PBBM’s directive on imports boosts stock investors; peso ends strong

By Kris Crismundo

April 22, 2024, 9:36 pm

MANILA – The directive of President Ferdinand R. Marcos Jr. to ease the importation of agricultural products has boosted investors' sentiment on Monday, bringing back the local index to the green territory, while the peso closed strong at the start of the week.

The Philippine Stock Exchange index (PSEi) inched up 1.08 points, or almost flat at 0.02 percent improvement, closing the day at 6,444.08, with All Shares finishing better, rising by 0.12 percent to 3,425.71 level.

“President Marcos's directive to ease the importation process of agricultural products provided a boost to market sentiment. This change is anticipated to ease short-term supply issues, which in turn should help reduce inflation caused by supply shortages,” Philstock Financials, Inc. assistant research manager Claire Alviar said.

Sectoral indices were mixed, with counters ending in the green like Mining and Oil, up by 3.10 percent to 8,477.15; followed by Property, up by 1.66 percent to 2,458.37; and Industrial, up by 0.28 percent to 8,399.44.

On the other hand, those sectors that closed in the red were Services, Holding Firms, and Financial, with shares each declining by not more than 0.67 percent.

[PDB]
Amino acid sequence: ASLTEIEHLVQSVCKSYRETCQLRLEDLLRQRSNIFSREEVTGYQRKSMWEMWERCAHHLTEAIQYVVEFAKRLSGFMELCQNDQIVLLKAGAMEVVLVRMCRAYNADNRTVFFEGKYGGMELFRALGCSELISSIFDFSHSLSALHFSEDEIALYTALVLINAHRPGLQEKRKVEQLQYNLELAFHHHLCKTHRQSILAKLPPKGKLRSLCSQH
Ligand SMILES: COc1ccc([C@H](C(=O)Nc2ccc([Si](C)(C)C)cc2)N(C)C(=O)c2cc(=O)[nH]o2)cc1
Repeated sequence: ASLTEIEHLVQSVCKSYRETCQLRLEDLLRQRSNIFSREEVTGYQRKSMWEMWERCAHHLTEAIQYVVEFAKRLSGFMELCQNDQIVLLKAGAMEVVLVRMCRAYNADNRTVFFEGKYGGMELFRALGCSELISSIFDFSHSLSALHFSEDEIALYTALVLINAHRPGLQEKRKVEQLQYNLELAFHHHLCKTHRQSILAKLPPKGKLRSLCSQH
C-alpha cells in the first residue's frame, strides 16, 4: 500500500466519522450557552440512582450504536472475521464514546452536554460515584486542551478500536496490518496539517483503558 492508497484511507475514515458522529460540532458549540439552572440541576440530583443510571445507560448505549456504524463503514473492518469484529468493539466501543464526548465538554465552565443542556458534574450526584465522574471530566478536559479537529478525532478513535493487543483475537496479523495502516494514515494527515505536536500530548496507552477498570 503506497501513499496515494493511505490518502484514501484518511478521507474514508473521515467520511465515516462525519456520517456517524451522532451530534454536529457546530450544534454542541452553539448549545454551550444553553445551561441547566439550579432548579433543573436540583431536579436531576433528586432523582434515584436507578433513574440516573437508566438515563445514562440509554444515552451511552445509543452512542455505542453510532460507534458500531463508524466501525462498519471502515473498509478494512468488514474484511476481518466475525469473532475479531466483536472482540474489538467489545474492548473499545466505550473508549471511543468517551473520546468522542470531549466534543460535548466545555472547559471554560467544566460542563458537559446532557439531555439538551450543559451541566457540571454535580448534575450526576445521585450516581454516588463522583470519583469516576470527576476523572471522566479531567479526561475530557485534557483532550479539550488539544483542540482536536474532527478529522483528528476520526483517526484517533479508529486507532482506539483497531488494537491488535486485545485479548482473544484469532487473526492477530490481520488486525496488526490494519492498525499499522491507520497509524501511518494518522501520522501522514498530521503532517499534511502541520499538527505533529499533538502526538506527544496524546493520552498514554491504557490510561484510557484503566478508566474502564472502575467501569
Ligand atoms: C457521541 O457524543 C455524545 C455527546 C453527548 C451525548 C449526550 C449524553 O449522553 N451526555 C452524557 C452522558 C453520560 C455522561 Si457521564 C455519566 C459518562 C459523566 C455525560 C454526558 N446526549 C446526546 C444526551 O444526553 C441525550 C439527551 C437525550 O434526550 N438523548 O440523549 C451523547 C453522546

“However, it was noticeable that many investors remained on the sidelines, with the net market value turnover registering at only PHP3.41 billion, lower than month-to-date average of PHP5.16 billion,” Alviar said.

Advancers led losers at 96 to 82, with 47 counters left unchanged.

Meanwhile, the peso finished strong at the start of the week, improving by 0.11 to 57.54 to a US dollar from Friday’s finish of 57.65 to a dollar.

This is despite the local currency opening weaker at 57.56 versus last week’s kick-off at 57.35 to the greenback.

The currency pair traded between a low of 57.41 and a high of 57.60 to a dollar.

The weighted average level for the day stood at 57.51 to the greenback.

Volume of trade dropped to USD1.16 billion from last week’s USD1.85 billion. (PNA)